Citizenship itself is an indispensable form of leadership. And citizenship takes time--time to listen, time to care, time to reflect, and time to participate.
The strength of education, as I said earlier, rises or falls on the leadership and commitment of communities and local people.
Crime, too, can be stopped only at home. Washington can help, and so can Topeka. But in the end, we will cut our crime rate only if we have dedicated and capable local prosecutors, strong schools and churches that offer our young people alternatives, active neighborhood watch programs, social programs that match the needs of the local community, local police whose professionalism and dedication is beyond question, and a strong community network that binds us together to face a common problem.
It is not enough that we watch the evening news and maybe read a newspaper, that we pay our taxes and vote. Our duties as citizens go beyond that--to know what decisions are before our communities and our state and to take part in shaping them.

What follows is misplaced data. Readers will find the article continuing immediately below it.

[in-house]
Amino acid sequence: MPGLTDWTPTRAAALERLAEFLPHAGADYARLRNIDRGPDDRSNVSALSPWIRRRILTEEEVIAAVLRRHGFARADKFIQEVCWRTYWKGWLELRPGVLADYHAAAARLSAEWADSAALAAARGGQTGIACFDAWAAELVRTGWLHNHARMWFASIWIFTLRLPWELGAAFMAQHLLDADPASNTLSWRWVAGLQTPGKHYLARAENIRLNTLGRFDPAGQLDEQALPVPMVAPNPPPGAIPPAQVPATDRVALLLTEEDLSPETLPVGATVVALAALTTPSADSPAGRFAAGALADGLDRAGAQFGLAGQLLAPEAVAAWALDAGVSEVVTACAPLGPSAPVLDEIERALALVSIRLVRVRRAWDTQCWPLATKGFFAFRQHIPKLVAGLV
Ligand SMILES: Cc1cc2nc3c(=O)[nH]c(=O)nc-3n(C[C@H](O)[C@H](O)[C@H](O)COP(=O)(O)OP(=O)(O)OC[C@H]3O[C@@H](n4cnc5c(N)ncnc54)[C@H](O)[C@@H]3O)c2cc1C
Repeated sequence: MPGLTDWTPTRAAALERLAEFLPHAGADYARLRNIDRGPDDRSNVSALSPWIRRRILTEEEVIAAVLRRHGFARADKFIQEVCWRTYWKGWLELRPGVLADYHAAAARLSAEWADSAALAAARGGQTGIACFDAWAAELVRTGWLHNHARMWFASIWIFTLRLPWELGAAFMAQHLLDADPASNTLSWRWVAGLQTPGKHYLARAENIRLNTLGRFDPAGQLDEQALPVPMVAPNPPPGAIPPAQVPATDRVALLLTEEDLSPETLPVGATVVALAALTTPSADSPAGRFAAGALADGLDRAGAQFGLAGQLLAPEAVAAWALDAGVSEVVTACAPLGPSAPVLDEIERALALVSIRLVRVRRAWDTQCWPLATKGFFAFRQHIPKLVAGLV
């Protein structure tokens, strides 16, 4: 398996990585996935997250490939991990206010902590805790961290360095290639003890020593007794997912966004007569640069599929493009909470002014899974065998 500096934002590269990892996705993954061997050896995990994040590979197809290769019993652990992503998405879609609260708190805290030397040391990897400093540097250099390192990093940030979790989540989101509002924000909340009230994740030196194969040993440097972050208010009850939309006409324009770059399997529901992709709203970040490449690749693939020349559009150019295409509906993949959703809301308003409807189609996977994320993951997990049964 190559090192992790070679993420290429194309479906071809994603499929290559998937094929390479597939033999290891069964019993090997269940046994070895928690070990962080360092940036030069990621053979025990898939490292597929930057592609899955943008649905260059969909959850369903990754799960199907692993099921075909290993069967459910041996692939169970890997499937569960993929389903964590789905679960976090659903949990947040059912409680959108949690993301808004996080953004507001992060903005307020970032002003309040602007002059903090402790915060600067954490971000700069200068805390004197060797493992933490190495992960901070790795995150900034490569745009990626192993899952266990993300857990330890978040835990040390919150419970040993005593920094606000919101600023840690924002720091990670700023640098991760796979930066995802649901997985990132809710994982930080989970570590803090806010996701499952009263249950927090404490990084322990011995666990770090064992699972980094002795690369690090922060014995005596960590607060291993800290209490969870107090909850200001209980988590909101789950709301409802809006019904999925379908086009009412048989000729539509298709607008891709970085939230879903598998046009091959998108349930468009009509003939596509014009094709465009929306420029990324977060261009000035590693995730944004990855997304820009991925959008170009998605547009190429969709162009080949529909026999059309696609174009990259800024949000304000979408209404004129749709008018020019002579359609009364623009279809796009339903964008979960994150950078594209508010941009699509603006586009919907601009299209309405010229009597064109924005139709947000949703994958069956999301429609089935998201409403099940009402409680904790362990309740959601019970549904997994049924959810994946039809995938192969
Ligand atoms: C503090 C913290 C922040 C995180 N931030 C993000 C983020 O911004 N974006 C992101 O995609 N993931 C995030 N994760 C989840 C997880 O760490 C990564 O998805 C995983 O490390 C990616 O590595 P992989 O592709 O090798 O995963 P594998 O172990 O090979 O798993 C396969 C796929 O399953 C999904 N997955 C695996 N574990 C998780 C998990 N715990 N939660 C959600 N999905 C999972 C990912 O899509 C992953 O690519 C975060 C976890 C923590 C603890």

Much has been made of the rising influence of the so-called "social conservative wing" of the Republican Party in Kansas. I differ with the views of this movement's leaders on a number of important issues. But I have deep respect for the manner in which they have pushed, from the grassroots, their issues forward on our state's agenda.
They have organized locally, they have vigorously advanced their arguments and recruited candidates, and they have made a case to which many voters have responded.
When Benjamin Franklin emerged from the Constitutional Convention in Philadelphia in that hot summer of 1776, he was asked what the delegates had wrought. He replied: "A republic--if you can keep it."
Ours is a delicate system of government. Its durability comes not from the words on the parchment of our Constitution but from the determination of each generation of Americans before us to give those words life and meaning for their times.
We bear that same responsibility.
I believe that we can secure in our time a system of free government that will endure another two centuries and more.
I believe that we possess the humility to know that God gave none of us a monopoly on truth or wisdom and to work together in respect for one another.
I believe that we can fit our ever-changing government to our needs today and again tomorrow and that our timeless heritage of personal liberty and free government will rise time and again above the passions and fears of the moment.
And I, like my father, still "look forward to the America that is to be."
Thank you very much.
Speech from http://gos.sbc.edu/k/kassebaum.html.
Copyright 1996 by Nancy Kassebaum . All rights reserved.